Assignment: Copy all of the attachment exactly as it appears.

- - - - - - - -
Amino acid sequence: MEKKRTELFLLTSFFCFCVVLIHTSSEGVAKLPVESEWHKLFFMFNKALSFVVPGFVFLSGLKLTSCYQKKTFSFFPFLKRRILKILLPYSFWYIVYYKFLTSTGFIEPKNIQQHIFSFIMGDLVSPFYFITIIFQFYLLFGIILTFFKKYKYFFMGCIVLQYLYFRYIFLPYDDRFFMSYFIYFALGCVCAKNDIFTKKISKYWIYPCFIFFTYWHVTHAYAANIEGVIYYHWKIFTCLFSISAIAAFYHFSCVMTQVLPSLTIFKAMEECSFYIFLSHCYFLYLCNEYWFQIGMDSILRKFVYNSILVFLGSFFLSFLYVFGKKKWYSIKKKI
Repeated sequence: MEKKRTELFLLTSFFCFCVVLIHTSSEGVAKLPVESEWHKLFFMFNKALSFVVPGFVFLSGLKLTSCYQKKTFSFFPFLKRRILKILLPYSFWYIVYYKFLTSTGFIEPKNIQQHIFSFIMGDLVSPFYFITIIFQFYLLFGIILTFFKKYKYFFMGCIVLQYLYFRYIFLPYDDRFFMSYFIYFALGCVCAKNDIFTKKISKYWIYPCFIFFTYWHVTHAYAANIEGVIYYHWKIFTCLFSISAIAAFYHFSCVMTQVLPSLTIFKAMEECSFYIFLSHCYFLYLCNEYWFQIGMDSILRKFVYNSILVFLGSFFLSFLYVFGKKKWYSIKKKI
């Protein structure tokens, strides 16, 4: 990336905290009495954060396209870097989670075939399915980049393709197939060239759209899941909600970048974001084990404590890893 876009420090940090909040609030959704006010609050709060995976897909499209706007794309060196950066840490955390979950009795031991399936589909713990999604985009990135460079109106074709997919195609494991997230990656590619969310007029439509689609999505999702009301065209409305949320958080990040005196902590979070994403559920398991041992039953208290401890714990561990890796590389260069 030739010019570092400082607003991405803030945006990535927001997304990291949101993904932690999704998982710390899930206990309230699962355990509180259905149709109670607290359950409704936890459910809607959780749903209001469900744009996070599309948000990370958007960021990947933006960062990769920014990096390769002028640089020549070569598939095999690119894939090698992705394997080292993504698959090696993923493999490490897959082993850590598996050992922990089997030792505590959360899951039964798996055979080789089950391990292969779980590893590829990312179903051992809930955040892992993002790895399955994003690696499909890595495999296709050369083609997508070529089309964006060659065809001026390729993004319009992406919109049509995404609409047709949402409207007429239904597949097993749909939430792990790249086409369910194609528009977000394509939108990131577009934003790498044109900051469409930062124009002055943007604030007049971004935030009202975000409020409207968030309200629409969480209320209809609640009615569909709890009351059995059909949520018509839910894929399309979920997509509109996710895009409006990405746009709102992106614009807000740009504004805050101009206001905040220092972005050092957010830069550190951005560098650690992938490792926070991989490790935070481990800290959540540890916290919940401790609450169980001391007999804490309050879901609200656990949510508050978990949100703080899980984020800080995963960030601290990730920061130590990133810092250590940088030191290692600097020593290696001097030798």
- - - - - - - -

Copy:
Amino acid sequence: MEKKRTELFLLTSFFCFCVVLIHTSSEGVAKLPVESEWHKLFFMFNKALSFVVPGFVFLSGLKLTSCYQKKTFSFFPFLKRRILKILLPYSFWYIVYYKFLTSTGFIEPKNIQQHIFSFIMGDLVSPFYFITIIFQFYLLFGIILTFFKKYKYFFMGCIVLQYLYFRYIFLPYDDRFFMSYFIYFALGCVCAKNDIFTKKISKYWIYPCFIFFTYWHVTHAYAANIEGVIYYHWKIFTCLFSISAIAAFYHFSCVMTQVLPSLTIFKAMEECSFYIFLSHCYFLYLCNEYWFQIGMDSILRKFVYNSILVFLGSFFLSFLYVFGKKKWYSIKKKI
Repeated sequence: MEKKRTELFLLTSFFCFCVVLIHTSSEGVAKLPVESEWHKLFFMFNKALSFVVPGFVFLSGLKLTSCYQKKTFSFFPFLKRRILKILLPYSFWYIVYYKFLTSTGFIEPKNIQQHIFSFIMGDLVSPFYFITIIFQFYLLFGIILTFFKKYKYFFMGCIVLQYLYFRYIFLPYDDRFFMSYFIYFALGCVCAKNDIFTKKISKYWIYPCFIFFTYWHVTHAYAANIEGVIYYHWKIFTCLFSISAIAAFYHFSCVMTQVLPSLTIFKAMEECSFYIFLSHCYFLYLCNEYWFQIGMDSILRKFVYNSILVFLGSFFLSFLYVFGKKKWYSIKKKI
């Protein structure tokens, strides 16, 4: 990336905290009495954060396209870097989670075939399915980049393709197939060239759209899941909600970048974001084990404590890893 876009420090940090909040609030959704006010609050709060995976897909499209706007794309060196950066840490955390979950009795031991399936589909713990999604985009990135460079109106074709997919195609494991997230990656590619969310007029439509689609999505999702009301065209409305949320958080990040005196902590979070994403559920398991041992039953208290401890714990561990890796590389260069 030739010019570092400082607003991405803030945006990535927001997304990291949101993904932690999704998982710390899930206990309230699962355990509180259905149709109670607290359950409704936890459910809607959780749903209001469900744009996070599309948000990370958007960021990947933006960062990769920014990096390769002028640089020549070569598939095999690119894939090698992705394997080292993504698959090696993923493999490490897959082993850590598996050992922990089997030792505590959360899951039964798996055979080789089950391990292969779980590893590829990312179903051992809930955040892992993002790895399955994003690696499909890595495999296709050369083609997508070529089309964006060659065809001026390729993004319009992406919109049509995404609409047709949402409207007429239904597949097993749909939430792990790249086409369910194609528009977000394509939108990131577009934003790498044109900051469409930062124009002055943007604030007049971004935030009202975000409020409207968030309200629409969480209320209809609640009615569909709890009351059995059909949520018509839910894929399309979920997509509109996710895009409006990405746009709102992106614009807000740009504004805050101009206001905040220092972005050092957010830069550190951005560098650690992938490792926070991989490790935070481990800290959540540890916290919940401790609450169980001391007999804490309050879901609200656990949510508050978990949100703080899980984020800080995963960030601290990730920061130590990133810092250590940088030191290692600097020593290696001097030798």